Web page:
In our spot on the site where we chat about mental health and wellbeing, just the idea of having a reserved word for difficult times.

Hello and a very warm welcome to Mental Health & Wellbeing Matters, the little place we reserve on the site every week to chat about stuff. Stuff that might be just causing us a few niggles, sometimes more than that.  No miracle cures are offered, sadly. We just want to chat about stuff, and hope that occasionally something in this run of articles if of use to you.

This time around, I want to lend you a word.

Over the past few years, as many of you have, I’ve lost people close to me. I wish I could give you something wonderful and insightful about dealing with grief and loss. I chose to try and hit it head on and not avoid it at all, which for me came with both upsides and downsides. But also, I to this day find it such an uneven line. Grief hits me, even years later, completely out of the blue.

Speaking to a few friends and colleagues over the past few months, and sadly there’s no shortage of grief out there. So many people have lost so many loved and important people, and my heart goes out to them.

That word, then. I read a eulogy at my mum’s funeral, and got special dispensation from the priest to drop in a rude word into what I had to say. He looked at me wryly when I explained the context and said with a wink that I might just be allowed. But the word I’m going to lend you isn’t that one. Instead, it’s a special word I reserve for when something awful has happened.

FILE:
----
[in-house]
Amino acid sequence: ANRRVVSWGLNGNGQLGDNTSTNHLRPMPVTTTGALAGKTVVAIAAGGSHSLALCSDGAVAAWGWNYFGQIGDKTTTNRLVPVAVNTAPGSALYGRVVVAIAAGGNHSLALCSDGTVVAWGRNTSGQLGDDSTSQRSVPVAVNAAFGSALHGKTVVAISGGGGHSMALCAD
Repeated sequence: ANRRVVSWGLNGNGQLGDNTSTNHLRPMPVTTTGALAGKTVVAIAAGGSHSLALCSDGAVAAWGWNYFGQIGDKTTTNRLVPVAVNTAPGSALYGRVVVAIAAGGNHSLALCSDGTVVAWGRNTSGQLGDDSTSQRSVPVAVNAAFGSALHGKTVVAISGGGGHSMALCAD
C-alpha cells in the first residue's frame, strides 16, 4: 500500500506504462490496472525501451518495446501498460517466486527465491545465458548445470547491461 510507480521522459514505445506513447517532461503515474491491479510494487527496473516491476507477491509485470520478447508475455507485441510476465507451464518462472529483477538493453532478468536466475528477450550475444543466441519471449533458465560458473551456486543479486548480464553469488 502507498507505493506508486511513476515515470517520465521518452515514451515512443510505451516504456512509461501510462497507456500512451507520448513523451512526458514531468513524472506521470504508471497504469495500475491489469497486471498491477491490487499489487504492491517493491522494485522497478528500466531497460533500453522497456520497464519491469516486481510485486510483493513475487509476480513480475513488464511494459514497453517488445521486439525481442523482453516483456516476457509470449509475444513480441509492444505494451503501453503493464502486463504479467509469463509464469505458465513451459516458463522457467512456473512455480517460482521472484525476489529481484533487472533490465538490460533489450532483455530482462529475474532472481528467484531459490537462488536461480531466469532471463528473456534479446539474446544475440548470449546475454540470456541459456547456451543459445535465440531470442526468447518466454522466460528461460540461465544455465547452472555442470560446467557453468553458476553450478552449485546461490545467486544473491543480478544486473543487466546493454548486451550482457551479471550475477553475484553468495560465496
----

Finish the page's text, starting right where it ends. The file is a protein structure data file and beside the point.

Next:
Bumsticks.

Entirely made up, and to me, quite useful. I’ve had to lend bumsticks to a few people these past few weeks, and I can’t honestly say it helped them much. I just know, in a bizarre way, it helped me. To have a word that failed to sum up at all the foreboding loss I faced, and didn’t even try. I remember kicking the floor and muttering it to myself, and I put the word away now only for the harshest of times.

Sure, there are more ferocious words in the dictionary, and there’s a sporting chance you may have had to resort to one or two of them across your life. But bumsticks is a go to for me. Just to keep in reserve, locked away for the days you don’t really want to use it. It feels a bit odd even writing all this down, but maybe a reserved word is of use to you, maybe not. It’s just one of a few small things that helped stop me sinking.

Everyone has their own strange coping mechanism when things are going terribly of course. Nobody’s is foolproof. It might sound daft, but I’ve laughed and cried over bumsticks with people this year. It’s a word that’s yours if you need it.

Stay safe everyone and take care.

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